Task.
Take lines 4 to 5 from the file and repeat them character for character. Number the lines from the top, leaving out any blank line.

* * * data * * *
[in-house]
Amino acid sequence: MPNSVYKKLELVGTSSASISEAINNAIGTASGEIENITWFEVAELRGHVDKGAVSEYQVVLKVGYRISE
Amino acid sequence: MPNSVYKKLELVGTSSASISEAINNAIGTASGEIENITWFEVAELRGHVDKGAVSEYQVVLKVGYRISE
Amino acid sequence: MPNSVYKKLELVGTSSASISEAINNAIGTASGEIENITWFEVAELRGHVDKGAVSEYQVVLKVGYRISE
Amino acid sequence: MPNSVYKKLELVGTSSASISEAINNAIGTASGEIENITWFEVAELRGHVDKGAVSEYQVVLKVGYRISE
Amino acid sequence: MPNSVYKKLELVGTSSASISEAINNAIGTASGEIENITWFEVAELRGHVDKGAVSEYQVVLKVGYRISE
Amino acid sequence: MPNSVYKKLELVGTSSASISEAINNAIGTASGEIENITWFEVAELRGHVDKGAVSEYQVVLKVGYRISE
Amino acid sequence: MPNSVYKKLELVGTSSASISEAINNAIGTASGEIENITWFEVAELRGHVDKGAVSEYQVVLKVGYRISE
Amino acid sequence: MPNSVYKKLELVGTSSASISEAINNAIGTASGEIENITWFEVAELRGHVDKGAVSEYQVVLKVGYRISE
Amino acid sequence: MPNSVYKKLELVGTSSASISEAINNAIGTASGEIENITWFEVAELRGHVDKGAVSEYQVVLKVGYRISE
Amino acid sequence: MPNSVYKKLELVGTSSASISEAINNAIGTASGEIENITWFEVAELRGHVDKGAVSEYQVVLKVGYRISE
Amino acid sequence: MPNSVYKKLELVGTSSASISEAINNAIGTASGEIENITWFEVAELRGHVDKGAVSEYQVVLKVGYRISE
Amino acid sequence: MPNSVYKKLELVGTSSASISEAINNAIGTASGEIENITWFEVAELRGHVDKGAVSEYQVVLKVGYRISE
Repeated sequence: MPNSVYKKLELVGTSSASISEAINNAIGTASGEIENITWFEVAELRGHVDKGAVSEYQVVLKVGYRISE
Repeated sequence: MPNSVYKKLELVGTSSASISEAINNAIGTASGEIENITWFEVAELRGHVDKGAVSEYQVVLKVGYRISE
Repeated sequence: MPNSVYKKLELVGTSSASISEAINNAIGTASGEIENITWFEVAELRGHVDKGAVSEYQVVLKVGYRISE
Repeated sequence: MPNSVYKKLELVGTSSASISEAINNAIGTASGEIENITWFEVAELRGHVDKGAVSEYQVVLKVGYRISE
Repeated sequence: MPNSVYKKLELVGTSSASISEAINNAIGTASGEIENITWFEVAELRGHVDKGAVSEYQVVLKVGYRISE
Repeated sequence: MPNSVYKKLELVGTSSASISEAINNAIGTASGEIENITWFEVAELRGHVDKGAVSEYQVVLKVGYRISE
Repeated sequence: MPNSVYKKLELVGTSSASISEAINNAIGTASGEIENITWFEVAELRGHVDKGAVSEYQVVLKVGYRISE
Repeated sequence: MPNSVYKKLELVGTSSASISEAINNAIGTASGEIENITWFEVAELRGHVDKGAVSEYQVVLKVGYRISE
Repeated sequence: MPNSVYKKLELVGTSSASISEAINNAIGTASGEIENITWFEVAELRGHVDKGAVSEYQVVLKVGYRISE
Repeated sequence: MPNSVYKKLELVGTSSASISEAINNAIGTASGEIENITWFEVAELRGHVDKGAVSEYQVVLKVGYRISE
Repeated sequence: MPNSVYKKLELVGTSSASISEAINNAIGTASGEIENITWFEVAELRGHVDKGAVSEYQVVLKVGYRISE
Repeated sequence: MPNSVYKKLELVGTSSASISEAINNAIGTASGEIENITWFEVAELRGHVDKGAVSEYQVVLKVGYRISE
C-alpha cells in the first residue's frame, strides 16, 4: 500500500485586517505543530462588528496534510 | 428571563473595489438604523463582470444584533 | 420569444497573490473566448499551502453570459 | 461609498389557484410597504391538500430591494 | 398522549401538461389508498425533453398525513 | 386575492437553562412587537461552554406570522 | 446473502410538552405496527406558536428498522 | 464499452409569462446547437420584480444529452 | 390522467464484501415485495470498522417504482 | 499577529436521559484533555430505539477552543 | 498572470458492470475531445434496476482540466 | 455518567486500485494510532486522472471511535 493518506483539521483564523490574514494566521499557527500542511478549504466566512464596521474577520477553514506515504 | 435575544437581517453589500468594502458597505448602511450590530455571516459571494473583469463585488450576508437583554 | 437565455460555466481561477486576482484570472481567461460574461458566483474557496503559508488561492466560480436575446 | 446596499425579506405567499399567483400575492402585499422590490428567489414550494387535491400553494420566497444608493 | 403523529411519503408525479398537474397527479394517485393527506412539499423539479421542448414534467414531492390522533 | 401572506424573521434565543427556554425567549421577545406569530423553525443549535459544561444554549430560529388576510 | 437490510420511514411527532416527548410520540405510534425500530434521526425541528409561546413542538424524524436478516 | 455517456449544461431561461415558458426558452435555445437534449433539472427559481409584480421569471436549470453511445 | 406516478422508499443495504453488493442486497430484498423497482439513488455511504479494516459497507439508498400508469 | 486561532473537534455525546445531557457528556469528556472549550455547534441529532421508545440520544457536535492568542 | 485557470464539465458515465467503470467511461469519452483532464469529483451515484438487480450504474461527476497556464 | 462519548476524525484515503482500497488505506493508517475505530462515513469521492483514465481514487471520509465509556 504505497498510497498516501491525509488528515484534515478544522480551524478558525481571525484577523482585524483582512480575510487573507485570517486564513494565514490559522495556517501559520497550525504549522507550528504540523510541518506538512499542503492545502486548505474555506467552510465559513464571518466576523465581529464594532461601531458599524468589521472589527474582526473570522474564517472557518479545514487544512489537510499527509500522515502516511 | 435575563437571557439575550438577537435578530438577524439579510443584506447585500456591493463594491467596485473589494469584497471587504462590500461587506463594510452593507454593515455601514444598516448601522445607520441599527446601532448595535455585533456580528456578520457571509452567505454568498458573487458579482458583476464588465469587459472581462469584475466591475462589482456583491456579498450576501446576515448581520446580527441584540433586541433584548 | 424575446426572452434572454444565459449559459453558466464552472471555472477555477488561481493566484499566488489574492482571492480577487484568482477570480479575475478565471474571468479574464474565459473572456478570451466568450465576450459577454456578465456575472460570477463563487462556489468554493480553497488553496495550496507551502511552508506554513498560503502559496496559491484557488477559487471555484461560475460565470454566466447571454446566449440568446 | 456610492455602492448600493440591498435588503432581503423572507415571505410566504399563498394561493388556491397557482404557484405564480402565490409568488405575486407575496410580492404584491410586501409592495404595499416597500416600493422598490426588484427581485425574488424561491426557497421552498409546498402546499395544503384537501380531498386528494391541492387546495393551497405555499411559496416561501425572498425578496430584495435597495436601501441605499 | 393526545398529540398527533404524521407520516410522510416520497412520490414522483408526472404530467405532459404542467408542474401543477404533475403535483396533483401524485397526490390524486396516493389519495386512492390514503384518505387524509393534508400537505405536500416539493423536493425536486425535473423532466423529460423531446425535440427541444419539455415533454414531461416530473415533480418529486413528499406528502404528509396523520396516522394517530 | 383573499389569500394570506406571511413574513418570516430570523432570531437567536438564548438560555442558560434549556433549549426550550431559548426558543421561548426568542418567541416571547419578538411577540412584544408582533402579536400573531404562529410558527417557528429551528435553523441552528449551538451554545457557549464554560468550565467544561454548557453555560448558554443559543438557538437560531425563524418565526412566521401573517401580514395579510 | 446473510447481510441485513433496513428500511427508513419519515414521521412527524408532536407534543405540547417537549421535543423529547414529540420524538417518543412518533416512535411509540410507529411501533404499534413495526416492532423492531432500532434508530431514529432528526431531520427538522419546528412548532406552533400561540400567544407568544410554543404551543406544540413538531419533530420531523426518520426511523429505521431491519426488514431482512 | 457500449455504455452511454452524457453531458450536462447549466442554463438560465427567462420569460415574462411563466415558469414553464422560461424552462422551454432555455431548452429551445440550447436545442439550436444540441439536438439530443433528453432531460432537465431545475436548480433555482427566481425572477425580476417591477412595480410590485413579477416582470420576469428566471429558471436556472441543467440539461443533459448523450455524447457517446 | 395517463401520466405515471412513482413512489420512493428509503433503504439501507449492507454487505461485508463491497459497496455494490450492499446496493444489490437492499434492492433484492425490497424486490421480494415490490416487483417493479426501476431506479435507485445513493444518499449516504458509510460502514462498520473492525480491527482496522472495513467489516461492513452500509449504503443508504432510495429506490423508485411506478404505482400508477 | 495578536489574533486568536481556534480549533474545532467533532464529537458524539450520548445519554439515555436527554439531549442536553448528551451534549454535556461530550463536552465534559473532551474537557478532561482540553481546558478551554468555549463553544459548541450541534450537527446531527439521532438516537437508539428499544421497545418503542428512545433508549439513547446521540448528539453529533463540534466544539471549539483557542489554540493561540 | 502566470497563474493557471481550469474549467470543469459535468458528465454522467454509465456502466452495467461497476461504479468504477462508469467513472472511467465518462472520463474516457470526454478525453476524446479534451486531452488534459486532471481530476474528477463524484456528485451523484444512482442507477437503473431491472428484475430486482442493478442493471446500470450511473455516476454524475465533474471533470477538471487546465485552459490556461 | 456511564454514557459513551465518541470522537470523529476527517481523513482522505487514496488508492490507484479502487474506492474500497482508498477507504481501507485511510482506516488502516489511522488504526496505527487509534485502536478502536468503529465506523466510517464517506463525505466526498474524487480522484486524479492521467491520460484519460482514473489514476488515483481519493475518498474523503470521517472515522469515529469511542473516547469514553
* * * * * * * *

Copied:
Amino acid sequence: MPNSVYKKLELVGTSSASISEAINNAIGTASGEIENITWFEVAELRGHVDKGAVSEYQVVLKVGYRISE
Amino acid sequence: MPNSVYKKLELVGTSSASISEAINNAIGTASGEIENITWFEVAELRGHVDKGAVSEYQVVLKVGYRISE